5. Tightly coupled plug-and-play products and managed services. The transition from point tools to cybersecurity platforms may be an arduous process journey requiring a phased implementation. As a result, cybersecurity platforms must play the role of force multiplier, providing incremental value through the integration of additional products and services. Supplementing any security product or managed service should increase the security efficacy and operational efficiency of the entire platform.
  6. Security coverage that includes major threat vectors including email security and web security. Most malware attacks emanate through compromised systems using techniques such as phishing, malicious attachments/links, and drive-by downloads. Cybersecurity platforms must include strong prevention/detection filters that work inline and service the entire IT infrastructure. Filters can be provided by the platform vendor or through third-party integrations.
  7. Cloud-based services. Cybersecurity platforms should be capable of utilizing cloud-based resources for processes such as file analysis, threat intelligence integration, behavioral analytics, and reputation list maintenance. Cloud-based services should be applied to all cybersecurity platform users in real time. When a malicious file is detected at one site, all other platform customers should be updated with prevention and detection rules to safeguard them from that threat.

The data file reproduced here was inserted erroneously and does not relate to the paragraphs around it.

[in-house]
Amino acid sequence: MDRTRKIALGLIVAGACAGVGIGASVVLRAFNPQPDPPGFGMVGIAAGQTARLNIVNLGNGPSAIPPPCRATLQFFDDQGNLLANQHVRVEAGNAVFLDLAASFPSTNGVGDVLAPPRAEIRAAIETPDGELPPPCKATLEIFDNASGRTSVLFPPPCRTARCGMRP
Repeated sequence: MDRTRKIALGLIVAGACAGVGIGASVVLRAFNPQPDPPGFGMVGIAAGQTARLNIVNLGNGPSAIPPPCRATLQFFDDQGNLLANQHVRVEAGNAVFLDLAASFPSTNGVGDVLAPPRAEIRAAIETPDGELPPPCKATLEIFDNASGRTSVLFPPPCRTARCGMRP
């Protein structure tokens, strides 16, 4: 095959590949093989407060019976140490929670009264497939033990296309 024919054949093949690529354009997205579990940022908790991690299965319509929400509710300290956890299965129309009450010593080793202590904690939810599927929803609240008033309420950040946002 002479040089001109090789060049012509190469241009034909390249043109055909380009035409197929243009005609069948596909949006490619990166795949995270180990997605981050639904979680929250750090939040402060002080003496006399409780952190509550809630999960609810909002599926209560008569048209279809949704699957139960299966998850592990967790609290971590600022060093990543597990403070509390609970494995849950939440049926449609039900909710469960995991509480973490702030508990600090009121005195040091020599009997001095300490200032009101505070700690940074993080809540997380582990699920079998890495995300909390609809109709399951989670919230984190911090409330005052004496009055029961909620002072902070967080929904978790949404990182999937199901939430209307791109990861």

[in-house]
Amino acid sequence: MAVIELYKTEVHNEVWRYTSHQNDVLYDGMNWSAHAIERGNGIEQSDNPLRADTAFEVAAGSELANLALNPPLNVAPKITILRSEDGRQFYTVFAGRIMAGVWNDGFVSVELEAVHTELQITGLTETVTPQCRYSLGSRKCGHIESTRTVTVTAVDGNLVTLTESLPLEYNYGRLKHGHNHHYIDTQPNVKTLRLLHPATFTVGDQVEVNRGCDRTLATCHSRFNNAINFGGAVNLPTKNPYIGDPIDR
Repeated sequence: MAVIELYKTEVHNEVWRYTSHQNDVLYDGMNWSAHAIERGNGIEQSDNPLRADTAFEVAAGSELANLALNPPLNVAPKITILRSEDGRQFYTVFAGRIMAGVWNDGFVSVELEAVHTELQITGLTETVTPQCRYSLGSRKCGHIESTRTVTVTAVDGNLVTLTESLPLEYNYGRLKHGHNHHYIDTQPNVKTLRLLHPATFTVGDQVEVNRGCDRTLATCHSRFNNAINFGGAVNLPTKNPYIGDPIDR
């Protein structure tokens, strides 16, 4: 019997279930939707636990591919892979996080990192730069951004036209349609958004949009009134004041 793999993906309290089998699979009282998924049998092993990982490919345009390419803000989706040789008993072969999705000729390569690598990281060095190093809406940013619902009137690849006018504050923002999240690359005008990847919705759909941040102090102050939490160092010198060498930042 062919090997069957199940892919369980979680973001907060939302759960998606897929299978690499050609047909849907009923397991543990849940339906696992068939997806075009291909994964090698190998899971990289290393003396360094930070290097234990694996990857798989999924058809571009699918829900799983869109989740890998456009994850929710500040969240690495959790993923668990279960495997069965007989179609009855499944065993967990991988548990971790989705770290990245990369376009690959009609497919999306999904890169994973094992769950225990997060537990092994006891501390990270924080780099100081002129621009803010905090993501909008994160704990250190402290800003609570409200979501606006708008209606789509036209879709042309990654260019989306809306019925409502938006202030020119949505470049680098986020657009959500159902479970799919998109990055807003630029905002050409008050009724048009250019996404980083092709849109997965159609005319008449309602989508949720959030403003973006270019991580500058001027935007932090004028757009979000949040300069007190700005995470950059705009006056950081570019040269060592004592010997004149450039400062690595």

8. Multiple deployment options and form factors. The components of cybersecurity platforms should be accessible as on-premises software/devices, cloud-based server implementation, SaaS, or some combination. ESG provides the example of a large global enterprise may deploy on-premises software/devices at corporate headquarters, cloud-based server implementation for large regional offices, and SaaS for remote workers. All form factor options should be anchored by central configuration management, policy management, and global monitoring.

ESG’s white paper advises CISOs to approach cybersecurity platforms with a long-term strategy and project plan that spans a 24-to-36-month timeframe.

ESG also identifies McAfee as “one of a few vendors” whose product fits the description of a cybersecurity technology platform. Because McAfee’s ePO-based cybersecurity technology platform aligns well with ESG’s eight key cybersecurity technology platform attributes and high priority enterprise customer requirements, ESG states “CISOs would be well served to explore McAfee’s ePO-based cybersecurity technology platform as it aligns well with current and future cybersecurity requirements for improving security efficacy, increasing operations efficiency, and enabling the business.

Read more on how McAfee’s ePO can consolidate and improve your enterprise’s cybersecurity defenses.

The post Cybersecurity Platforms: 8 Must-Have Attributes appeared first on McAfee Blogs.

How Deepfakes Can Ruin Your Business

Worldwide concern is increasing over the adverse effects that deepfakes could have on society, and for good reason. Recently, the employee of an energy company based in the UK was tricked into thinking he was talking on the phone with his boss, the CEO of the German parent company, who asked him to transfer $243,000 to a Hungarian supplier. Of course, the employee was not speaking with the actual CEO, but with a scammer who was impersonating the real CEO through voice-altering AI.